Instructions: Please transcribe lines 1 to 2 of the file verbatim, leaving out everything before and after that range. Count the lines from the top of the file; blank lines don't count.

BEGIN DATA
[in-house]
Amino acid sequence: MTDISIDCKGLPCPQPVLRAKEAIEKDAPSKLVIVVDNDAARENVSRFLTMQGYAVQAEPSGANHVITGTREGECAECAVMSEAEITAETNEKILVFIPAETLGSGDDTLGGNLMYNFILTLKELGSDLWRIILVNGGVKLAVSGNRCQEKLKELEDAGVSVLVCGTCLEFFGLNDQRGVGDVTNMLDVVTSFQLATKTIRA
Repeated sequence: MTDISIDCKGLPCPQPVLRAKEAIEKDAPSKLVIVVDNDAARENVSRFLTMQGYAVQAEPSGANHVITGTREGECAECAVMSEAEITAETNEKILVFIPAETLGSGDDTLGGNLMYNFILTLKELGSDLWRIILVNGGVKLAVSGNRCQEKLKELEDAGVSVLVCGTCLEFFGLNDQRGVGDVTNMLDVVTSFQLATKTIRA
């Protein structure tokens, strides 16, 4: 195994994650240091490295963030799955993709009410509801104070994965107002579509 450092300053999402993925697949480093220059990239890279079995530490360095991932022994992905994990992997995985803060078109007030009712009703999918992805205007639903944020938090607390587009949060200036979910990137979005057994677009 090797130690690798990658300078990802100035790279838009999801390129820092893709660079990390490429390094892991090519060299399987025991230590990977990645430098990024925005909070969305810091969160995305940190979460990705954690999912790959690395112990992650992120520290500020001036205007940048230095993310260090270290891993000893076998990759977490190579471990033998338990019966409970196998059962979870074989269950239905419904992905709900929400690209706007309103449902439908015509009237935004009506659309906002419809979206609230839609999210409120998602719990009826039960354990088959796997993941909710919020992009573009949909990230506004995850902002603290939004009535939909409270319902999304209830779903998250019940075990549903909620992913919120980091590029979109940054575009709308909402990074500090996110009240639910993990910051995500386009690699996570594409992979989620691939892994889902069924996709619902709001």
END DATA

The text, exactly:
[in-house]
Amino acid sequence: MTDISIDCKGLPCPQPVLRAKEAIEKDAPSKLVIVVDNDAARENVSRFLTMQGYAVQAEPSGANHVITGTREGECAECAVMSEAEITAETNEKILVFIPAETLGSGDDTLGGNLMYNFILTLKELGSDLWRIILVNGGVKLAVSGNRCQEKLKELEDAGVSVLVCGTCLEFFGLNDQRGVGDVTNMLDVVTSFQLATKTIRA